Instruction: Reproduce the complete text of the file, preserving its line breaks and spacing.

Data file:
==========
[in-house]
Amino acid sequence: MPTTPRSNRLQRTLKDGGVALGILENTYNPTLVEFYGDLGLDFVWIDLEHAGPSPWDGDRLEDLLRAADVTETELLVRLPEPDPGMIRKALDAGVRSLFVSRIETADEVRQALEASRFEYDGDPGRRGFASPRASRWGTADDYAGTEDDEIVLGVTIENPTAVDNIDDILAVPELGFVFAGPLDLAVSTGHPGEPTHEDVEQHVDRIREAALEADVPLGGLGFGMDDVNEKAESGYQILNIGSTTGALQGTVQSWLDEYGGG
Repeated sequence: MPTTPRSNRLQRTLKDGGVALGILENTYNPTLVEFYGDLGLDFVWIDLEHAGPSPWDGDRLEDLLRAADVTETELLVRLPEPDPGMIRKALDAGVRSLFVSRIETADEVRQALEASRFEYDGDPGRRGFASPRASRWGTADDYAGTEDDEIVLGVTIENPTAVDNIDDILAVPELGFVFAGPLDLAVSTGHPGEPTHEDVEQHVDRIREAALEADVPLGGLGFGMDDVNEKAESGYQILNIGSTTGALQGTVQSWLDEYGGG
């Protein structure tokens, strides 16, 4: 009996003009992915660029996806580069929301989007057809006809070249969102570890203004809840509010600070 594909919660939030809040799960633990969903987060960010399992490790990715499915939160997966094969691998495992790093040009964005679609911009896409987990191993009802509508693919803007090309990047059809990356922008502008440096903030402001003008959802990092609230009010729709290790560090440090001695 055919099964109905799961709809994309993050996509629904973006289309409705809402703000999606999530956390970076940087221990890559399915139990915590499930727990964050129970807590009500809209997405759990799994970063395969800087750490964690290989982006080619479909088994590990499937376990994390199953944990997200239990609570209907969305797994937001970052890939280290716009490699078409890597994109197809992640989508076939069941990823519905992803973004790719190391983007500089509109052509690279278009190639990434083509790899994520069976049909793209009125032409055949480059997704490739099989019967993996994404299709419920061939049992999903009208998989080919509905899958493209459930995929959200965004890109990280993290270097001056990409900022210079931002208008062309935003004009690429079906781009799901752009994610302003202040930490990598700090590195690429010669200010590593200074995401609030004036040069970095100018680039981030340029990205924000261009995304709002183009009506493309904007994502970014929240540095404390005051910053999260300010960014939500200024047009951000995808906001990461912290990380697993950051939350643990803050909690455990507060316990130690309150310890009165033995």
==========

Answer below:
[in-house]
Amino acid sequence: MPTTPRSNRLQRTLKDGGVALGILENTYNPTLVEFYGDLGLDFVWIDLEHAGPSPWDGDRLEDLLRAADVTETELLVRLPEPDPGMIRKALDAGVRSLFVSRIETADEVRQALEASRFEYDGDPGRRGFASPRASRWGTADDYAGTEDDEIVLGVTIENPTAVDNIDDILAVPELGFVFAGPLDLAVSTGHPGEPTHEDVEQHVDRIREAALEADVPLGGLGFGMDDVNEKAESGYQILNIGSTTGALQGTVQSWLDEYGGG
Repeated sequence: MPTTPRSNRLQRTLKDGGVALGILENTYNPTLVEFYGDLGLDFVWIDLEHAGPSPWDGDRLEDLLRAADVTETELLVRLPEPDPGMIRKALDAGVRSLFVSRIETADEVRQALEASRFEYDGDPGRRGFASPRASRWGTADDYAGTEDDEIVLGVTIENPTAVDNIDDILAVPELGFVFAGPLDLAVSTGHPGEPTHEDVEQHVDRIREAALEADVPLGGLGFGMDDVNEKAESGYQILNIGSTTGALQGTVQSWLDEYGGG
């Protein structure tokens, strides 16, 4: 009996003009992915660029996806580069929301989007057809006809070249969102570890203004809840509010600070 594909919660939030809040799960633990969903987060960010399992490790990715499915939160997966094969691998495992790093040009964005679609911009896409987990191993009802509508693919803007090309990047059809990356922008502008440096903030402001003008959802990092609230009010729709290790560090440090001695 055919099964109905799961709809994309993050996509629904973006289309409705809402703000999606999530956390970076940087221990890559399915139990915590499930727990964050129970807590009500809209997405759990799994970063395969800087750490964690290989982006080619479909088994590990499937376990994390199953944990997200239990609570209907969305797994937001970052890939280290716009490699078409890597994109197809992640989508076939069941990823519905992803973004790719190391983007500089509109052509690279278009190639990434083509790899994520069976049909793209009125032409055949480059997704490739099989019967993996994404299709419920061939049992999903009208998989080919509905899958493209459930995929959200965004890109990280993290270097001056990409900022210079931002208008062309935003004009690429079906781009799901752009994610302003202040930490990598700090590195690429010669200010590593200074995401609030004036040069970095100018680039981030340029990205924000261009995304709002183009009506493309904007994502970014929240540095404390005051910053999260300010960014939500200024047009951000995808906001990461912290990380697993950051939350643990803050909690455990507060316990130690309150310890009165033995």